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Urban Spaces in Olga Slavnikova's novel "2017"

  • Author / Creator
    Tretiakova, Evgeniya
  • The subject of this thesis is the complex spatial organisation of Olga Slavnikova's postmodern novel"2017". The research reveals that the world constructed in the novel has a distinct bipolar structure, represented by the Riphean mountains and the city of Yekaterinburg with the inner spaces within them. The spaces are opposed as "external/internal", "real/magic", "peripheral/center" with the train station as the boundary between them. The city is shaped in a form of the labyrinth with the transitional zones inside, which the characters go through in order to reach the sacred center-the corundum mine. The characters' movement through the labyrinth and the role of the Maiden Stone, the helper and the mediator between the real and magic worlds, are also analyzed here. The spatial complexity of Slavnikova's world in"2017"is rooted in the Ural "mining mythology" as presented in Bazhov's tales, under the influence of which the author developed her own city mythology in the novel.

  • Subjects / Keywords
  • Graduation date
    2013-06
  • Type of Item
    Thesis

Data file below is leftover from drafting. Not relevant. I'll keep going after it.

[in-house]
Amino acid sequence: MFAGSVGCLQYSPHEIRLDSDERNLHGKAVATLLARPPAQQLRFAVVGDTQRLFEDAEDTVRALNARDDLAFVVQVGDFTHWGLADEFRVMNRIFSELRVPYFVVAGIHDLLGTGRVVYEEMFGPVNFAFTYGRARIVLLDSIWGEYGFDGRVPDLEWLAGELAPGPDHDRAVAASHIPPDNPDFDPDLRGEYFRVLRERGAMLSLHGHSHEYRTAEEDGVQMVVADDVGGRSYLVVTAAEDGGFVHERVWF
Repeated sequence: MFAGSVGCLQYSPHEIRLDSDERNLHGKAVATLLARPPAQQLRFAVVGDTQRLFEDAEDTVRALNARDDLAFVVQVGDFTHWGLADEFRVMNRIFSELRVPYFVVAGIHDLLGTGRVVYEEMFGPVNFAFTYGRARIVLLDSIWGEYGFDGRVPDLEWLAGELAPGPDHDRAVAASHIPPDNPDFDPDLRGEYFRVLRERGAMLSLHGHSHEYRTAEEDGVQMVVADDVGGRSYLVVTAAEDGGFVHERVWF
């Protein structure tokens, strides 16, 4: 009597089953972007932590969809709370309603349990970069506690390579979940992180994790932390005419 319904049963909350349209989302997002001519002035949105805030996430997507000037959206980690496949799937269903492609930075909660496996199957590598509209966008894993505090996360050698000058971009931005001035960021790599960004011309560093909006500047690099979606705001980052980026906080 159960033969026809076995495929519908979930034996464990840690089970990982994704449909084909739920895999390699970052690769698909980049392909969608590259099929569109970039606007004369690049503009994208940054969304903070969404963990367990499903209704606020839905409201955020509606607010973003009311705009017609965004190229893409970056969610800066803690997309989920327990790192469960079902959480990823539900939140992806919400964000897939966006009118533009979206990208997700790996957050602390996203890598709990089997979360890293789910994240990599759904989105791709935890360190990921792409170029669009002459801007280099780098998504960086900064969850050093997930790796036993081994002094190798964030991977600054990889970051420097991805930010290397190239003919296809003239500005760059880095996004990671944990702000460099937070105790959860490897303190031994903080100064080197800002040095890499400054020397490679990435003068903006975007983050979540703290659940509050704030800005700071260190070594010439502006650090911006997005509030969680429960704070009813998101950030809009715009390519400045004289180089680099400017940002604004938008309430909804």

• Degree
    Master of Arts
  • DOI
    https://doi.org/10.7939/R3J14P
  • License
    This thesis is made available by the University of Alberta Libraries with permission of the copyright owner solely for non-commercial purposes. This thesis, or any portion thereof, may not otherwise be copied or reproduced without the written consent of the copyright owner, except to the extent permitted by Canadian copyright law.
  • Language
    English
  • Institution
    University of Alberta
  • Degree level
    Master's
  • Department
    • Department of Modern Languages and Cultural Studies
  • Specialization
    • Slavic Languages and Literatures
  • Supervisor / co-supervisor and their department(s)
    • Pogosjan, Jelena (Modern Languages and Cultural Studies)
  • Examining committee members and their departments
    • Sywenky, Irene (Modern Languages and Cultural Studies)
    • Rolland, Peter (Modern Languages and Cultural Studies)